turkeyA few RevGals have written recently about the Facebook practice of posting things you are thankful for each day in November. Many bloggers are participating, primarily because gratitude is a spiritual practice. We all need some motivation and accountability to pause and notice the good things in our lives. (Let’s be honest, there is a reason grumpy cat is so popular–we can often relate.)

Still, there is general acknowledgment of the potential problems with the practice. First among these problems is “bragbooking”– using your gratitude posts as an excuse to throw your good luck in everyone else’s face: “I’m thankful I can eat as much chocolate as I want and stay a size 5.” “I’m grateful that my daughter got straight A’s for the tenth semester in a row.” “I’m thankful that I’m an upstanding, moral citizen and not a destitute sinner like most of my ‘friends’ who are reading this.”

Yes. It can get out of hand. MaryAnn McKibben Dana thinks she’s safe from bragbooking by posting about the maple tree in her front yard. But actually, I really want a maple tree in my front yard and I tried to get my husband to buy us one a few weeks ago and he didn’t . . . so the maple tree thing is a bit of a sore spot.

Some people try desperately to avoid the bragbooking thing, which can lead to really vague comments. For example, they might be concerned about my particular lack of a maple tree, so they just say they are grateful for “the fall colors.” They might know that my daughter is not getting straight A’s, so they are simply thankful for a “loving daughter” until they remember their friend who has been trying to get pregnant for years, so they are thankful for a “loving family.” Then they think about how my son screamed at me last night, so they delete “loving.” Friend after friend grateful for colors and family. Also, it’s usually safe to be grateful for large theological concepts like “the grace of God.” Don’t get me wrong. I am eternally grateful for color and family and the grace of God–but it can make for pretty boring Facebook reading.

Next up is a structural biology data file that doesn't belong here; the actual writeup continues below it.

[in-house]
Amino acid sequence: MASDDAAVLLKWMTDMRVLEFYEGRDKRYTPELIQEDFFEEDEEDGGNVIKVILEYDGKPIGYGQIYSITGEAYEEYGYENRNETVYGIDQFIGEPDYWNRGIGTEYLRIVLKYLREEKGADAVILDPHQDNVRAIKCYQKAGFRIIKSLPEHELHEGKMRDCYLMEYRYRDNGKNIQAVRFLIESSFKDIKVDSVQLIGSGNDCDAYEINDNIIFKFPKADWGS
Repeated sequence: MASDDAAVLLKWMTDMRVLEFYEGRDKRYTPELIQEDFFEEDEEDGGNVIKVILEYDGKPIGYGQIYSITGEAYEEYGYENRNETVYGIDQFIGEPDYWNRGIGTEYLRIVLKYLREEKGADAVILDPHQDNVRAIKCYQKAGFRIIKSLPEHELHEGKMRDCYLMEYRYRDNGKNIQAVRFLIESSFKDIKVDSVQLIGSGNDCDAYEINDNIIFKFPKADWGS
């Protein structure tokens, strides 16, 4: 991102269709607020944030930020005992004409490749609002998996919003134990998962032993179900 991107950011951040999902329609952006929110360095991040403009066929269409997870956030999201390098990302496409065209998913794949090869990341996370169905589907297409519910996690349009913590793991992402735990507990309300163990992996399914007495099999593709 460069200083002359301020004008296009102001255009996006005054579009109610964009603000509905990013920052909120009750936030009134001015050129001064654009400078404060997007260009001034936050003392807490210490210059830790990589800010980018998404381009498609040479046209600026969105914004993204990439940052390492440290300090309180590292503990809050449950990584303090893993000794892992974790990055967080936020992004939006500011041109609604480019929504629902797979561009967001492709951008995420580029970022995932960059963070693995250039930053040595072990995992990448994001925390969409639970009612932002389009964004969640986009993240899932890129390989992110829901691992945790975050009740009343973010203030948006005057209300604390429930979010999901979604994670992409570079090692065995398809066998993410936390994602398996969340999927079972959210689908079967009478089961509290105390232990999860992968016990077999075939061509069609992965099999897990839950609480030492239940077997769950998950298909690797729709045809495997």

I am not participating in the Facebook gratefulness practice. Not because of any philosophical issues, just because I have given myself enough assignments this month already. But I did come up with a top ten list. So here goes:

I am grateful for . . .

. . . enough space between the top of my dirty dishes and the bottom of my faucet to fit in a glass to get a drink of water. IMG_2690

. . . the bandaid that covers the cut on the pad of my thumb. Because it turns out that I use my thumb a lot.

. . . an eloquent and articulate vocabulary with which to respond to theologically ignorant Facebook posts.

. . . the grace of the “delete” key. (Because, let’s be honest, my eloquence will not be appreciated by the theologically ignorant Facebook posters.)

. . . a vet who understands that our 15-year-old cat with kidney failure does not need her feline leukemia shot this year.

. . . the one bright and shining aspect of all of the problems with the Affordable Health Care Act website: frequent use of the word “debacle” on National Public Radio.

. . . the fact that I don’t have much occasion in my everyday life to use the word “debacle”–even if it is fun to say.

. . . enough room on the living room floor to put all the stuff off of the couch so that I could sleep there. Because, well, my beloved IMG_2693partner’s script for the night was: “Cough . . . hack . . . cough . . . rattly inhale of breath . . . wait for it . . . is he still breathing? . . . COUGH!” By midnight I could not take it any more!

. . . being short enough to fit comfortably on our little couch–which isn’t actually a full couch– just the two ends of a three-piece couch because our new living room is too small for all three pieces. And the two pieces keep sliding apart because they aren’t actually hooked together . . . but still . . .

. . . the number ten–to which I should count before I respond to my teenage son after he articulately, albeit loudly, explains why my poor parenting is the cause of all of the problems in his life . . . and possibly the world.

Whether you are participating in the Facebook gratefulness extravaganza or not, I wish you a heart full of gratitude and a life full of grace in this upcoming holiday season.

Joanna Harader

30 thoughts on “Wits-Ends-Day: Playing the Gratitude Game

  1. I laughed out loud at how the couch comes apart.

    Also, you are so brave, taking a picture of your kitchen sink. is it a bad sign that I read/saw that and thought “I’m so grateful that I have a water cooler, so the fact that my sink is overflowing with dishes does not lead to dehydration”? lol.


  2. Brilliant. I am doing the 30-day thing (sort of; I’ve fallen short) and have landed on the side of either vague and general (“People in my life” because, you know, some people don’t really have family) or really specific, but super accessible (“The Vicar of Dibley”). Yours are better.


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